Little to no rainfall and scorching temperatures during the summer months characterized the worst drought our state has seen in more than two decades.
Farmers and agriculture-related business owners were hit especially hard by the drought and are currently suffering from low crop yields, lost livestock and damaged fields.
During these difficult economic times, it is more important than ever to support our community growers and producers.
Last week, the Indiana Department of Agriculture (ISDA) reminded Hoosiers to shop and eat locally with "Go Local Week 2012."
The challenge was to eat at least one locally grown or produced food item at each meal.
Today, I encourage Hoosiers to take this challenge to the next level and make a sincere effort to support hometown ventures not just for one week, but every week.
According to the ISDA, if Indiana residents were to shift just $4.50 of their weekly food budget to buy food directly from local farms, it would generate $1.5 billion in new income annually for Hoosier agriculture. That's a 20-percent increase.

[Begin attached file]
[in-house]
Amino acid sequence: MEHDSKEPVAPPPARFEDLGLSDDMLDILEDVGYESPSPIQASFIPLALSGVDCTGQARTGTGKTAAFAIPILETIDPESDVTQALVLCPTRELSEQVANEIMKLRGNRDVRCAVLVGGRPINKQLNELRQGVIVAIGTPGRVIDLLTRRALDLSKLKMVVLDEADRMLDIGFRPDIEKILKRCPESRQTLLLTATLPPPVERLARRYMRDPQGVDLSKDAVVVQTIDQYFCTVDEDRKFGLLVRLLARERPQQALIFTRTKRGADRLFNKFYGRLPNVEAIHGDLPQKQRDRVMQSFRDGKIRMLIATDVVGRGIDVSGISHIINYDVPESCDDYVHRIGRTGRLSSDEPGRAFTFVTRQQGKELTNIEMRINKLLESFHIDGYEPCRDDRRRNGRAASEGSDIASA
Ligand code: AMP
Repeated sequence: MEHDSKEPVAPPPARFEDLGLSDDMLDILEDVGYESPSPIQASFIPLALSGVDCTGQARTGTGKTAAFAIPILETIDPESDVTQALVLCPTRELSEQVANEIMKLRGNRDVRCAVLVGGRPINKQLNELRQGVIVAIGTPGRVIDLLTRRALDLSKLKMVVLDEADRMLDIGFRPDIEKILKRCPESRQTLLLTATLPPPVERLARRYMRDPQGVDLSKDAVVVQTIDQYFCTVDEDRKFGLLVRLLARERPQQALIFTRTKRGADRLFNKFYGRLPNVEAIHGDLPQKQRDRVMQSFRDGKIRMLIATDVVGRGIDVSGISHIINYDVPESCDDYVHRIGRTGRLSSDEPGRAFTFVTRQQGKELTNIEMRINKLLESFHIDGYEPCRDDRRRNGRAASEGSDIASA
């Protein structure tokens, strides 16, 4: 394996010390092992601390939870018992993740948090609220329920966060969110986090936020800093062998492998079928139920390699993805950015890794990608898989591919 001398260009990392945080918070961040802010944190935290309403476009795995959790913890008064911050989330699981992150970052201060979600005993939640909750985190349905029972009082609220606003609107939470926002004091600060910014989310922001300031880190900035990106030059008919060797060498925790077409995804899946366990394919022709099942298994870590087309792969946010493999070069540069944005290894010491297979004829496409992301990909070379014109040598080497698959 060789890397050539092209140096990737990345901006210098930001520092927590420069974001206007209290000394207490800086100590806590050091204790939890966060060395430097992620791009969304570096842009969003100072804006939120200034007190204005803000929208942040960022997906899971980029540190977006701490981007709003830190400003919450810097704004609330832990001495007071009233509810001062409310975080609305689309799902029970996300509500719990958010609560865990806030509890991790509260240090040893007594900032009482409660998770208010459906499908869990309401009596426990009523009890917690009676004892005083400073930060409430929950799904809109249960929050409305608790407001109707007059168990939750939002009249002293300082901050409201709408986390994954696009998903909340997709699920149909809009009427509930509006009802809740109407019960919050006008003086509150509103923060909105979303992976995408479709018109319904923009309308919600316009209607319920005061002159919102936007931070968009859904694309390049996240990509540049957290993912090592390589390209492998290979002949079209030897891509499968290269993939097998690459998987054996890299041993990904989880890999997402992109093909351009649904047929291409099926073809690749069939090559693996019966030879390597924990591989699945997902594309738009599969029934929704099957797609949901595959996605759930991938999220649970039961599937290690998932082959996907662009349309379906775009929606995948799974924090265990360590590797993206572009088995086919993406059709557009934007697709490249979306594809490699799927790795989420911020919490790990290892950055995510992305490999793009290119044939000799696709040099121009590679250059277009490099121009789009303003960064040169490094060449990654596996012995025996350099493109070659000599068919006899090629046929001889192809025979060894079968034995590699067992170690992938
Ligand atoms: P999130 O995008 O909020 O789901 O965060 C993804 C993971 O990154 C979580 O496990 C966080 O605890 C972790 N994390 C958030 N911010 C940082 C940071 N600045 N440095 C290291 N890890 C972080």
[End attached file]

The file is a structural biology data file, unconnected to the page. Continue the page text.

Thanks to increasing public demand for local products, as well as state and community initiatives to support Indiana ventures, the accessibility of homegrown goods is on the rise.
Proof of this is seen by the surge in farmers' markets across the state. More than one hundred communities in Indiana now host markets, offering everything from hand-picked peppers to fresh cheeses and meats from the farm down the street.
In addition, the ISDA offers a program to help consumers more easily locate and purchase Indiana products.
Indiana Grown is a cooperative effort among producers, processors, wholesales, retailers and the ISDA to promote Indiana goods.
If you see an "Indiana Grown" logo, you can be sure that the product was grown and produced in the Hoosier state, and passed the required safety and health standards.
Visit www.in.gov/isda/2516.htm for a list of Indiana Grown producers.
Choosing local may not always be the most convenient option, but I assure you, it's the most valuable.
Families who choose local goods will know they are receiving fresh, high quality products while at the same time, investing in their own communities.
Small businesses and agriculture no doubt fuel our state economy -- Indiana agriculture represents a $26 billion industry and small businesses account for half of all Hoosier jobs.
So the next time you're planning a meal or shopping for a gift, spend your dollar on an Indiana product.
And don't forget to frequent those community mom-and-pop shops, the hardware or jewelry store on the town square.
It's these hometown farms, shops and vendors that are helping Indiana weather the recession better than most of our neighbors, and ensuring our communities remain strong, vibrant places to live.